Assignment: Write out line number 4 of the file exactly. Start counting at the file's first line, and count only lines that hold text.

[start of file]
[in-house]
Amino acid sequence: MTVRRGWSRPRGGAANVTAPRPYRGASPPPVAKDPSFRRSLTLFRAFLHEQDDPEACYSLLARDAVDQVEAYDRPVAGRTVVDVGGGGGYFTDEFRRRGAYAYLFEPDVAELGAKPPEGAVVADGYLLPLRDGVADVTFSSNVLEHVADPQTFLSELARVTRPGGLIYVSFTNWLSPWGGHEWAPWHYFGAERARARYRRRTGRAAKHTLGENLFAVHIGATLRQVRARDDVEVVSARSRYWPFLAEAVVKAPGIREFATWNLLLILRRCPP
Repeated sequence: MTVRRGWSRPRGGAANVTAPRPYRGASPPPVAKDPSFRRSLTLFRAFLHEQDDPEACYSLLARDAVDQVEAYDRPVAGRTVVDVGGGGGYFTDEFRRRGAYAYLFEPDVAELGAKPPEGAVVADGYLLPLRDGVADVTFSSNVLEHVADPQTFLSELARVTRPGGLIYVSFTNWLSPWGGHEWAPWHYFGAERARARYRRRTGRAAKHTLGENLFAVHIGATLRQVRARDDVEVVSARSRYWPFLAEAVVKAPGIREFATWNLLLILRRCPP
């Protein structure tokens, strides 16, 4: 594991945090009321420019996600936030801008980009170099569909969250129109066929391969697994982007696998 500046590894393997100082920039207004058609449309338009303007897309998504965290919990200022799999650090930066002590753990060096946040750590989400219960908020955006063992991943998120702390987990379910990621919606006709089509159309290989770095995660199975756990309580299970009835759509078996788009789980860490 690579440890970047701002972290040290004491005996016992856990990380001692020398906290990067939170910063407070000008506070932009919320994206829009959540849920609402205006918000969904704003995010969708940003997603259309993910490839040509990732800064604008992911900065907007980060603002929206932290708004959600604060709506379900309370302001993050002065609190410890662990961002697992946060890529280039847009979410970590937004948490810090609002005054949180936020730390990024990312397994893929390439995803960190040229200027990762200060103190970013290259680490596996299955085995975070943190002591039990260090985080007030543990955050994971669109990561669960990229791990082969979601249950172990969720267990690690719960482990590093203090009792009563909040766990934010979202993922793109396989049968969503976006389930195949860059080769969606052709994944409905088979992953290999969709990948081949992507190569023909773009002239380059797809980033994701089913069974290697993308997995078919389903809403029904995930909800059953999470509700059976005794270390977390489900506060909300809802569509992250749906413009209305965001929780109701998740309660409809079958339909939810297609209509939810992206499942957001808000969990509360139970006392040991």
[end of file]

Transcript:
């Protein structure tokens, strides 16, 4: 594991945090009321420019996600936030801008980009170099569909969250129109066929391969697994982007696998 500046590894393997100082920039207004058609449309338009303007897309998504965290919990200022799999650090930066002590753990060096946040750590989400219960908020955006063992991943998120702390987990379910990621919606006709089509159309290989770095995660199975756990309580299970009835759509078996788009789980860490 690579440890970047701002972290040290004491005996016992856990990380001692020398906290990067939170910063407070000008506070932009919320994206829009959540849920609402205006918000969904704003995010969708940003997603259309993910490839040509990732800064604008992911900065907007980060603002929206932290708004959600604060709506379900309370302001993050002065609190410890662990961002697992946060890529280039847009979410970590937004948490810090609002005054949180936020730390990024990312397994893929390439995803960190040229200027990762200060103190970013290259680490596996299955085995975070943190002591039990260090985080007030543990955050994971669109990561669960990229791990082969979601249950172990969720267990690690719960482990590093203090009792009563909040766990934010979202993922793109396989049968969503976006389930195949860059080769969606052709994944409905088979992953290999969709990948081949992507190569023909773009002239380059797809980033994701089913069974290697993308997995078919389903809403029904995930909800059953999470509700059976005794270390977390489900506060909300809802569509992250749906413009209305965001929780109701998740309660409809079958339909939810297609209509939810992206499942957001808000969990509360139970006392040991």